Turning to our outlet business. Our sales growth was led by the men's merchandise, especially tops, shorts and denim pants. In the women's category, the outlet stores, the sales trends were challenging because we had a higher mix of slow-moving transfer merchandise that we discounted more heavily. We expect that by the fourth quarter of this year, we will have aligned the assortment with an increased mix of women's design per outlet merchandise, which will improve our gross margin because the DFO merchandise earns higher gross margins.

Overall, for our Consumer Direct segment, we saw strong sales in our sportswear business, driven by higher sales in our shorts and tees categories. Sportswear represented 37.3% of the total U.S. Consumer Direct sales, up from 31.8% in the second quarter last year. The improved performance in our sportswear offering was attributable to enhanced design and merchandising efforts. We expect sportswear to grow at a faster pace than denim as we continue to diversify our merchandise base.

Looking at our U.S. Wholesale segment. As Pete mentioned, we remain very pleased with growth in our men's specialty store business. Our total Majors business was just slightly below plan due to women's, while our off-price sales were higher than expected due to the softer-than-expected, full-price retail sales. We believe we have a good opportunity to continue to gain market share in the men's business as we deliver an expanded assortment, including cargo shorts, denim jackets and vests, and a broader range of knits. We believe that we can broaden our customer base as we continue to introduce increased breadth to our assortment.

Our International business declined 2% as strong growth in our branded retail business was offset by sales declines at Wholesale. We continue to see good traffic trends at our retail stores as we fine-tune our merchandise offering and provide fresh shipments more frequently to drive higher conversion rates. We are developing merchandise planning and buying skills for our key markets, including the U.K., Canada and Asia-Pacific. These planners are expected to tailor our merchandise offering to cater to the local fashion preferences while also incorporating aspects of new merchandise from our overall seasonal collection. And our teams in Europe, especially in Germany and Switzerland, have been developing and sourcing new sportswear styles under Jeff's direction. The fall 2013 season will be the third season with this new sportswear concept, which will be sold in our retail stores in Europe and North America.

Our new VP of International, Giuliano Sartori, has been with us now for about 3 months. He has brought a seasoned perspective to our business prospects in Asia and Europe. He is in the process of analyzing our business in our larger International markets. Giuliano shares the goal that Jeff, Pete and I have to build our International business on a solid foundation so it produces sustainable operating profits for years to come. Our International priorities include working with successful, established partners, merchandising each key market to accommodate their local preferences and planning and pricing our products strategically. I look forward to updating you on our progress in the upcoming quarters. Now I'd like to turn the call over to the operator to open the line for questions. Operator?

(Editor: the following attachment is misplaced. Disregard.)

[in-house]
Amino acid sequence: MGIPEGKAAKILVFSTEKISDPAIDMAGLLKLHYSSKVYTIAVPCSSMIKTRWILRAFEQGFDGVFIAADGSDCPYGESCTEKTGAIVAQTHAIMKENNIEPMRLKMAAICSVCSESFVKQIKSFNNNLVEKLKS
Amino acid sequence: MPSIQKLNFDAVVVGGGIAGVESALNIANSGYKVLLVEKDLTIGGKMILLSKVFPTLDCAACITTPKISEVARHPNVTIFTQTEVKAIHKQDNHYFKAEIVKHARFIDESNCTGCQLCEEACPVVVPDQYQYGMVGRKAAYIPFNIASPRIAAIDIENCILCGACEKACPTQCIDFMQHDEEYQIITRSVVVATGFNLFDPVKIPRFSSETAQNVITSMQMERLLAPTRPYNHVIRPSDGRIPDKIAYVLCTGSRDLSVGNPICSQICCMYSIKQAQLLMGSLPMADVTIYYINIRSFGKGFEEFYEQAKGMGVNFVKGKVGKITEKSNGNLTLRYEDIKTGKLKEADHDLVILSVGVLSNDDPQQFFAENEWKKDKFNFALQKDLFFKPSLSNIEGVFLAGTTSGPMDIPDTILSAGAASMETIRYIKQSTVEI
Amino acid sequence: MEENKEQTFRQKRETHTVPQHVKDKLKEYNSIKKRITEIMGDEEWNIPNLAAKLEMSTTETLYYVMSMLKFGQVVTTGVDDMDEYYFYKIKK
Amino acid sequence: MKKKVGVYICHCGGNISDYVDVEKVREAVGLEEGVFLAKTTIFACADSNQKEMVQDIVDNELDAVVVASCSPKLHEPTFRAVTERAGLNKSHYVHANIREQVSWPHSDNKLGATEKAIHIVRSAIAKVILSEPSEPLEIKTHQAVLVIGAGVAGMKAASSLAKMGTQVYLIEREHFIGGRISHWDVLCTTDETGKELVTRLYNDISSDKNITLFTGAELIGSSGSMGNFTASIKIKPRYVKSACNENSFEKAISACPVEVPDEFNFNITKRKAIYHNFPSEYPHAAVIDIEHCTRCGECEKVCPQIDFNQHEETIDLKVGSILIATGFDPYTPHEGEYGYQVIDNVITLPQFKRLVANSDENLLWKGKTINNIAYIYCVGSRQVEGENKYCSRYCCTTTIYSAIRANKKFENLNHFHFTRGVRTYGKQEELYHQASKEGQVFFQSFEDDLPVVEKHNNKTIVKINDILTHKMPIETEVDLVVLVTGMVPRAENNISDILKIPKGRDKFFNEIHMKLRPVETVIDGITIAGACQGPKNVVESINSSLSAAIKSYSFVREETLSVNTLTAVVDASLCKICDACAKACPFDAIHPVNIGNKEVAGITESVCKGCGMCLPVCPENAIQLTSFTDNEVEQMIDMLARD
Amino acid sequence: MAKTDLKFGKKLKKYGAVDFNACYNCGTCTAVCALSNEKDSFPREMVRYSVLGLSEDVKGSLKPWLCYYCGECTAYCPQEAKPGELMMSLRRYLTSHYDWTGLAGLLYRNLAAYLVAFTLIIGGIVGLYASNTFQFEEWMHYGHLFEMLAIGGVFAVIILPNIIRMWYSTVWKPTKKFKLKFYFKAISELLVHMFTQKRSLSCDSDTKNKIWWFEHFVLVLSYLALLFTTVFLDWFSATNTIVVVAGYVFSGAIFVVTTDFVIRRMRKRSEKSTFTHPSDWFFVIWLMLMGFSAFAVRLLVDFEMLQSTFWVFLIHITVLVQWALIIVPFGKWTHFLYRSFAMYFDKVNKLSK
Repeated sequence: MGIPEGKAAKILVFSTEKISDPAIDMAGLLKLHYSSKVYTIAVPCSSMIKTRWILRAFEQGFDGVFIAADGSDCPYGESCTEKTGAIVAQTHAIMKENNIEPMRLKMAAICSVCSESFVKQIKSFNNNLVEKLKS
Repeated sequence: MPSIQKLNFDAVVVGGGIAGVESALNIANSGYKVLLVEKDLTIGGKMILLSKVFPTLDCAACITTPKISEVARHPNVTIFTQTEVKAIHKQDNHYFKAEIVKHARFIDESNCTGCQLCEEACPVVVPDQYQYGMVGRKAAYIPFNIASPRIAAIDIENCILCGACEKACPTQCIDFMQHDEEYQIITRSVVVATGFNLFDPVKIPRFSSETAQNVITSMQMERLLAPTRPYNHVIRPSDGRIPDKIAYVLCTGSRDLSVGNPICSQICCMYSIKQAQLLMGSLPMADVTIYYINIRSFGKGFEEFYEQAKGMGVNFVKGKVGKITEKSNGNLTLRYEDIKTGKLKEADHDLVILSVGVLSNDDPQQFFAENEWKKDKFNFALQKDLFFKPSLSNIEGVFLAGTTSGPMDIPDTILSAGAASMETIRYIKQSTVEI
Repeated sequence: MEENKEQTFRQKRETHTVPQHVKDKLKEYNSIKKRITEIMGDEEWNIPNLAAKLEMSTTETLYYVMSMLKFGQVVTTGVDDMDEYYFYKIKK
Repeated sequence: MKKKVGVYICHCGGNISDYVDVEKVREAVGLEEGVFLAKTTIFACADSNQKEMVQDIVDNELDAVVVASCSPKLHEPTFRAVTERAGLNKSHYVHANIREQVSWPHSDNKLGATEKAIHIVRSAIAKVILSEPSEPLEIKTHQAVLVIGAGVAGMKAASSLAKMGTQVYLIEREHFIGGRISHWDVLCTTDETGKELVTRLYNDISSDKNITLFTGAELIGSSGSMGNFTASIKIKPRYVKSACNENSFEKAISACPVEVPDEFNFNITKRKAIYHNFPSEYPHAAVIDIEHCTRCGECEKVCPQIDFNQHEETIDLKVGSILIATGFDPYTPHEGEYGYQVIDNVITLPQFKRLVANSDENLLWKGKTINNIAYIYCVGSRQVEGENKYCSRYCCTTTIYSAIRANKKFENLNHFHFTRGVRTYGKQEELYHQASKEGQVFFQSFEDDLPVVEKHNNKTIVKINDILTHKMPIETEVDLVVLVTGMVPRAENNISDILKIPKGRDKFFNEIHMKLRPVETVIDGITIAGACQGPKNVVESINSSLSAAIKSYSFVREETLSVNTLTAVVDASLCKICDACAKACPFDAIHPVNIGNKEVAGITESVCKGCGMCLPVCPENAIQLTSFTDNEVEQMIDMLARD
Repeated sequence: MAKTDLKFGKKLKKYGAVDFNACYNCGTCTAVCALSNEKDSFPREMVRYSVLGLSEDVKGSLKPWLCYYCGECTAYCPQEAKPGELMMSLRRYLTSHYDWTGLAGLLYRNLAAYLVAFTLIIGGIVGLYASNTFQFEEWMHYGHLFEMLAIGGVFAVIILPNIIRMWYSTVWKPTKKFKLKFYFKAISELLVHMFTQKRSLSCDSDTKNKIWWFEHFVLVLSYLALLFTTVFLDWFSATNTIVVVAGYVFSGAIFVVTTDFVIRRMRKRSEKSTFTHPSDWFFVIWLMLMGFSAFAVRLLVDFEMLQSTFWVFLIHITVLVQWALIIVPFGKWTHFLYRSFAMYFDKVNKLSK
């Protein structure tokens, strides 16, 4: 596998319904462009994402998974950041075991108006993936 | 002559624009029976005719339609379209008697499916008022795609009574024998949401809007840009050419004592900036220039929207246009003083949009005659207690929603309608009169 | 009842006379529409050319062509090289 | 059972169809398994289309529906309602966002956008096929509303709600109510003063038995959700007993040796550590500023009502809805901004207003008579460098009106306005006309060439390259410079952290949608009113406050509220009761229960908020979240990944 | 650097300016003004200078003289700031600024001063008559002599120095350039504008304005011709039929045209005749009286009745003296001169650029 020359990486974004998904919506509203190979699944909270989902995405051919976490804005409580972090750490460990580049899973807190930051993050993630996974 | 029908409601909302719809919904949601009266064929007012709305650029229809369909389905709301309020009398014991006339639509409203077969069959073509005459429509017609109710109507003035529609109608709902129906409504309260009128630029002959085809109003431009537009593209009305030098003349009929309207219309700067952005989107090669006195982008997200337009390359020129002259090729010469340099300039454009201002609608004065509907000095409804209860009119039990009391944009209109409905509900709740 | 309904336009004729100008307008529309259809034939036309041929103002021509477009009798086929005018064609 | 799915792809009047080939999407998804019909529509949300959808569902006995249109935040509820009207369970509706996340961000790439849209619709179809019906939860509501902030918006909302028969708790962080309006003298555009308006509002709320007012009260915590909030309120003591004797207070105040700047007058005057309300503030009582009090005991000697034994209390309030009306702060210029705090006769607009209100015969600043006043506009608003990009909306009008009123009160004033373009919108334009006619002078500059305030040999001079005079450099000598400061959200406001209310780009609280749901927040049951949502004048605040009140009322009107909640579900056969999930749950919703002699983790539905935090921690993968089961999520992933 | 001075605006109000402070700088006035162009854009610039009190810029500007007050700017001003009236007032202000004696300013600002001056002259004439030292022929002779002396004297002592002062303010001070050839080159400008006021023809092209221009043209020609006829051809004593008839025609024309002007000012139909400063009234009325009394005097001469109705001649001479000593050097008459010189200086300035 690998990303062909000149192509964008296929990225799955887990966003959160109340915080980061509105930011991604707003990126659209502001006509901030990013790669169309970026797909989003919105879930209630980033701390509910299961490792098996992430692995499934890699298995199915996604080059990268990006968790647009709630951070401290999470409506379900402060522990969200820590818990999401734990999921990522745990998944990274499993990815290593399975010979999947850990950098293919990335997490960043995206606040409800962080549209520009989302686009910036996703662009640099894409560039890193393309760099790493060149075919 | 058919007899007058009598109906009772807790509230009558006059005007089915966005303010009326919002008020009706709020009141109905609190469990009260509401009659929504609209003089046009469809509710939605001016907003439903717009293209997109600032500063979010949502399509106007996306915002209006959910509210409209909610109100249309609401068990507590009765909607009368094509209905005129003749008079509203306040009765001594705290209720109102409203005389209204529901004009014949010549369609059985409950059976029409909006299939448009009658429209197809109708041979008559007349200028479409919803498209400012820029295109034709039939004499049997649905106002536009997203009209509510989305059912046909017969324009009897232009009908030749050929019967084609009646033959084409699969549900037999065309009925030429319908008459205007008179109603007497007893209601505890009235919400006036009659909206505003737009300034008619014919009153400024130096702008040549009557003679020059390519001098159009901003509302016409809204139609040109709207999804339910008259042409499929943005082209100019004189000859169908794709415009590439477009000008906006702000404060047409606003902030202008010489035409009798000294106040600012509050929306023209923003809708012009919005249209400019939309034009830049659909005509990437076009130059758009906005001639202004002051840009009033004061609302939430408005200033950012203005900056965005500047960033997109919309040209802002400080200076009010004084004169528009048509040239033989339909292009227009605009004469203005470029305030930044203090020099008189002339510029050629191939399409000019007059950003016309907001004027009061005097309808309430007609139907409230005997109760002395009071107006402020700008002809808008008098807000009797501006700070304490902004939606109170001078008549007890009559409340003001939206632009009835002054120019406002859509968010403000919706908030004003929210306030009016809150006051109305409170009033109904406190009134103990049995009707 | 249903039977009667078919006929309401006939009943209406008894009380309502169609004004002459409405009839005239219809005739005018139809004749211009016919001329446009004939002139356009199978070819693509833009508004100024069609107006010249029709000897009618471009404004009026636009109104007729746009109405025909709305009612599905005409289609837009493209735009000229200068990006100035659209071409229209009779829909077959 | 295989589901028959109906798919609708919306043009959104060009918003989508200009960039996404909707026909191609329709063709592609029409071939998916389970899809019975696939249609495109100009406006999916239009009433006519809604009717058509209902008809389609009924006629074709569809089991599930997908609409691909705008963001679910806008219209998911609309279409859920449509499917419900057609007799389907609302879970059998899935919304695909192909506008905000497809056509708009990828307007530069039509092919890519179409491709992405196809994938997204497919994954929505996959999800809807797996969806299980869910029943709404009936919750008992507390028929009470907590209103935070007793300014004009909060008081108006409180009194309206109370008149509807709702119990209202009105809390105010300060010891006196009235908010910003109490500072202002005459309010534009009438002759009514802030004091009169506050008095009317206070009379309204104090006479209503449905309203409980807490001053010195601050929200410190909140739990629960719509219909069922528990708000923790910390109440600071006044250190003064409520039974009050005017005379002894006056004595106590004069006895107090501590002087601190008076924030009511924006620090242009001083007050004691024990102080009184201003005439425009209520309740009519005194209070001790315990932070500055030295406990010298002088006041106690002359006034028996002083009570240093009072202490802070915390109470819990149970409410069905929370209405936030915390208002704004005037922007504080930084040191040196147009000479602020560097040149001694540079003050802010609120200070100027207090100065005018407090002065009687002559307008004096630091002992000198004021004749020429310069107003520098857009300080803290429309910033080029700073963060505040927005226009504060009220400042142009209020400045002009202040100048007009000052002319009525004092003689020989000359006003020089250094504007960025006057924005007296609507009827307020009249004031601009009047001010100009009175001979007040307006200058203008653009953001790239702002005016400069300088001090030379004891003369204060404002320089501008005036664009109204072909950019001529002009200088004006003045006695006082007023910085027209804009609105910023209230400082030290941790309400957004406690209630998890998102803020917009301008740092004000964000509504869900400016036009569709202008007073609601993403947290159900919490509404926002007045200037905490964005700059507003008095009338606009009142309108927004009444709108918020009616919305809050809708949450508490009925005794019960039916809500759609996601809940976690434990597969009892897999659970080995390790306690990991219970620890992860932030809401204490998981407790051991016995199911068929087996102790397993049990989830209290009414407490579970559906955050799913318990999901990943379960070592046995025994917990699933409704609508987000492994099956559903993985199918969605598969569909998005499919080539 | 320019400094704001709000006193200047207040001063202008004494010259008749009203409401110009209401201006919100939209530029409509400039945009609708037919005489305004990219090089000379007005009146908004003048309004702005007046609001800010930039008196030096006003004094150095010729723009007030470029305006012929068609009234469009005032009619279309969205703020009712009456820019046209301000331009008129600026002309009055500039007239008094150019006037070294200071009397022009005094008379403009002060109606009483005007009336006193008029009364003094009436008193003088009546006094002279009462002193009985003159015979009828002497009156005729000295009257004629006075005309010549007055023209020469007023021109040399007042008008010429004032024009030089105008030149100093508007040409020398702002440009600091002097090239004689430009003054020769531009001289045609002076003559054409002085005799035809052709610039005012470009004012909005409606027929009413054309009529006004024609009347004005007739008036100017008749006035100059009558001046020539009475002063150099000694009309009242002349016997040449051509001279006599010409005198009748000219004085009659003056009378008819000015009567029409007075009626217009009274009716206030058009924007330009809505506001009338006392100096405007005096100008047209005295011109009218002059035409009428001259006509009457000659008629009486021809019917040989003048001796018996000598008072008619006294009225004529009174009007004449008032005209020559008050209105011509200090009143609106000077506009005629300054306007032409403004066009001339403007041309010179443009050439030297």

Question-and-Answer Session

Operator

[Operator Instructions] Our first question comes from the line of Eric Beder from Brean Murray.

Eric M. Beder - Brean Murray, Carret & Co., LLC, Research Division

Since running International, could you give us an update on where we are with Korea?

Lynne Koplin

Yes. Basically, Giuliano is in Asia right now. We are at a point with Korea that we are in the process of being very realistic about what the business prospects are for the balance of the year, and we've taken the plan down to a level that we feel is appropriate for the amount of products that we want to ship in for the balance of the year. We have a new country manager that started about one week ago who is very, very experienced in the industry and will help us find the right balance between how we want to manage at retail. We're going into more of our own controlled retail environment, taking control over distributing the product ourselves, and as we go into next year, really realistically planning what we expect. It'll probably take about another 1.5 years to clean up and set it right.

Eric M. Beder - Brean Murray, Carret & Co., LLC, Research Division

Okay. And in terms of -- if I look at the comp that you came out with for the stores, is there a split there between full-price and outlets or was it pretty much the same?

Peter F. Collins

Well, Eric, I'll take that. The full-price was very slightly negative and outlet was positive. But as far as the trend from Q1 to Q2, both of them kind of came down by similar rates from a sequential perspective.

Eric M. Beder - Brean Murray, Carret & Co., LLC, Research Division